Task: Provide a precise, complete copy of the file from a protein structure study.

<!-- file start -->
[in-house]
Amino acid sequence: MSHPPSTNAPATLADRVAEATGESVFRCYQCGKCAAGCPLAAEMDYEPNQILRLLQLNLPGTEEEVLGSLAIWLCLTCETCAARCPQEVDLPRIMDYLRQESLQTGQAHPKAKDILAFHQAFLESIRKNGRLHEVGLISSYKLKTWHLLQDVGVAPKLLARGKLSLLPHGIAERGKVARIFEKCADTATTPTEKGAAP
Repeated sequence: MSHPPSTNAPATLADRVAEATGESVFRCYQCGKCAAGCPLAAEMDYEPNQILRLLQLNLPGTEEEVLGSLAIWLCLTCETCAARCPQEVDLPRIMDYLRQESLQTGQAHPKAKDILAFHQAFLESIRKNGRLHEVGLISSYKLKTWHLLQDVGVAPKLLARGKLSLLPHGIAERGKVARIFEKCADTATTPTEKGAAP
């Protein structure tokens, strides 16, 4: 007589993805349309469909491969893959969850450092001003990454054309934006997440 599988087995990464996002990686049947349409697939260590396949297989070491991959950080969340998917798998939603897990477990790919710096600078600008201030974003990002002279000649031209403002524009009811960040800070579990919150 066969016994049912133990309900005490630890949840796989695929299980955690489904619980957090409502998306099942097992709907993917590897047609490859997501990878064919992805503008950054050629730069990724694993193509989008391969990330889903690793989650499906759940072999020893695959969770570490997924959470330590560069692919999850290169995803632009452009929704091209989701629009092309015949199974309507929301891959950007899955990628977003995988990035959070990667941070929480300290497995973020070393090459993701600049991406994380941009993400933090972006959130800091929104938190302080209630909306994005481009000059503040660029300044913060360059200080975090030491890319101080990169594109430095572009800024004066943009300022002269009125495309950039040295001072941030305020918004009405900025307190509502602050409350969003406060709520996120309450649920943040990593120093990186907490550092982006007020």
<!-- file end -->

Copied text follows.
[in-house]
Amino acid sequence: MSHPPSTNAPATLADRVAEATGESVFRCYQCGKCAAGCPLAAEMDYEPNQILRLLQLNLPGTEEEVLGSLAIWLCLTCETCAARCPQEVDLPRIMDYLRQESLQTGQAHPKAKDILAFHQAFLESIRKNGRLHEVGLISSYKLKTWHLLQDVGVAPKLLARGKLSLLPHGIAERGKVARIFEKCADTATTPTEKGAAP
Repeated sequence: MSHPPSTNAPATLADRVAEATGESVFRCYQCGKCAAGCPLAAEMDYEPNQILRLLQLNLPGTEEEVLGSLAIWLCLTCETCAARCPQEVDLPRIMDYLRQESLQTGQAHPKAKDILAFHQAFLESIRKNGRLHEVGLISSYKLKTWHLLQDVGVAPKLLARGKLSLLPHGIAERGKVARIFEKCADTATTPTEKGAAP
């Protein structure tokens, strides 16, 4: 007589993805349309469909491969893959969850450092001003990454054309934006997440 599988087995990464996002990686049947349409697939260590396949297989070491991959950080969340998917798998939603897990477990790919710096600078600008201030974003990002002279000649031209403002524009009811960040800070579990919150 066969016994049912133990309900005490630890949840796989695929299980955690489904619980957090409502998306099942097992709907993917590897047609490859997501990878064919992805503008950054050629730069990724694993193509989008391969990330889903690793989650499906759940072999020893695959969770570490997924959470330590560069692919999850290169995803632009452009929704091209989701629009092309015949199974309507929301891959950007899955990628977003995988990035959070990667941070929480300290497995973020070393090459993701600049991406994380941009993400933090972006959130800091929104938190302080209630909306994005481009000059503040660029300044913060360059200080975090030491890319101080990169594109430095572009800024004066943009300022002269009125495309950039040295001072941030305020918004009405900025307190509502602050409350969003406060709520996120309450649920943040990593120093990186907490550092982006007020």